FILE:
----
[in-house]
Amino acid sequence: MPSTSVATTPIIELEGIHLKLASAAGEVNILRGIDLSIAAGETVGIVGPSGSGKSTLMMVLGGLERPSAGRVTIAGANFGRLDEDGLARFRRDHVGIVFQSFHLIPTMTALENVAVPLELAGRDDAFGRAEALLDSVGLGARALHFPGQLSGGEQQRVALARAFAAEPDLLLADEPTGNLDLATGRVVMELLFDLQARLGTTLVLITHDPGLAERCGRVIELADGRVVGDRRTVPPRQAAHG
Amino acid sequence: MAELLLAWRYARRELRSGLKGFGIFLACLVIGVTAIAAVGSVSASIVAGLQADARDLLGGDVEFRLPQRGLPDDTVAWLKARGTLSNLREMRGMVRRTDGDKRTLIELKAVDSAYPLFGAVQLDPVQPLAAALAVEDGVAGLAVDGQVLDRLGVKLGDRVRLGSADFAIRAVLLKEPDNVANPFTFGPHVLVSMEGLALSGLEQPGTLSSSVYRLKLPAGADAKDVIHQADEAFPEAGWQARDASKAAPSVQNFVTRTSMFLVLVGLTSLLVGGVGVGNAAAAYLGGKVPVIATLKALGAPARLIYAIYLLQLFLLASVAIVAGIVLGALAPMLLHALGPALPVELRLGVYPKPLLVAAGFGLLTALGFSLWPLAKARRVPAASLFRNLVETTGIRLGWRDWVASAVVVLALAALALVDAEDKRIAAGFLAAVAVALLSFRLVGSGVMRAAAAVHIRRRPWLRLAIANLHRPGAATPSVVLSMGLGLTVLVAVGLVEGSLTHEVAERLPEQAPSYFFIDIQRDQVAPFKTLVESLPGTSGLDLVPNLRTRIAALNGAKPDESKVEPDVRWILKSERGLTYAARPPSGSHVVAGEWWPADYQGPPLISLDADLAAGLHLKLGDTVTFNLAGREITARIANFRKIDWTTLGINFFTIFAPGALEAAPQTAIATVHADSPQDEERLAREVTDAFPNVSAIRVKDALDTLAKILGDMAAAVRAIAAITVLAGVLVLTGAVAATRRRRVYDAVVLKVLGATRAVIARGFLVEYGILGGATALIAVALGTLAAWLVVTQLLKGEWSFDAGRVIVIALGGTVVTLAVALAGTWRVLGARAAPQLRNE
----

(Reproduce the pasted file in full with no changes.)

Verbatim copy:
[in-house]
Amino acid sequence: MPSTSVATTPIIELEGIHLKLASAAGEVNILRGIDLSIAAGETVGIVGPSGSGKSTLMMVLGGLERPSAGRVTIAGANFGRLDEDGLARFRRDHVGIVFQSFHLIPTMTALENVAVPLELAGRDDAFGRAEALLDSVGLGARALHFPGQLSGGEQQRVALARAFAAEPDLLLADEPTGNLDLATGRVVMELLFDLQARLGTTLVLITHDPGLAERCGRVIELADGRVVGDRRTVPPRQAAHG
Amino acid sequence: MAELLLAWRYARRELRSGLKGFGIFLACLVIGVTAIAAVGSVSASIVAGLQADARDLLGGDVEFRLPQRGLPDDTVAWLKARGTLSNLREMRGMVRRTDGDKRTLIELKAVDSAYPLFGAVQLDPVQPLAAALAVEDGVAGLAVDGQVLDRLGVKLGDRVRLGSADFAIRAVLLKEPDNVANPFTFGPHVLVSMEGLALSGLEQPGTLSSSVYRLKLPAGADAKDVIHQADEAFPEAGWQARDASKAAPSVQNFVTRTSMFLVLVGLTSLLVGGVGVGNAAAAYLGGKVPVIATLKALGAPARLIYAIYLLQLFLLASVAIVAGIVLGALAPMLLHALGPALPVELRLGVYPKPLLVAAGFGLLTALGFSLWPLAKARRVPAASLFRNLVETTGIRLGWRDWVASAVVVLALAALALVDAEDKRIAAGFLAAVAVALLSFRLVGSGVMRAAAAVHIRRRPWLRLAIANLHRPGAATPSVVLSMGLGLTVLVAVGLVEGSLTHEVAERLPEQAPSYFFIDIQRDQVAPFKTLVESLPGTSGLDLVPNLRTRIAALNGAKPDESKVEPDVRWILKSERGLTYAARPPSGSHVVAGEWWPADYQGPPLISLDADLAAGLHLKLGDTVTFNLAGREITARIANFRKIDWTTLGINFFTIFAPGALEAAPQTAIATVHADSPQDEERLAREVTDAFPNVSAIRVKDALDTLAKILGDMAAAVRAIAAITVLAGVLVLTGAVAATRRRRVYDAVVLKVLGATRAVIARGFLVEYGILGGATALIAVALGTLAAWLVVTQLLKGEWSFDAGRVIVIALGGTVVTLAVALAGTWRVLGARAAPQLRNE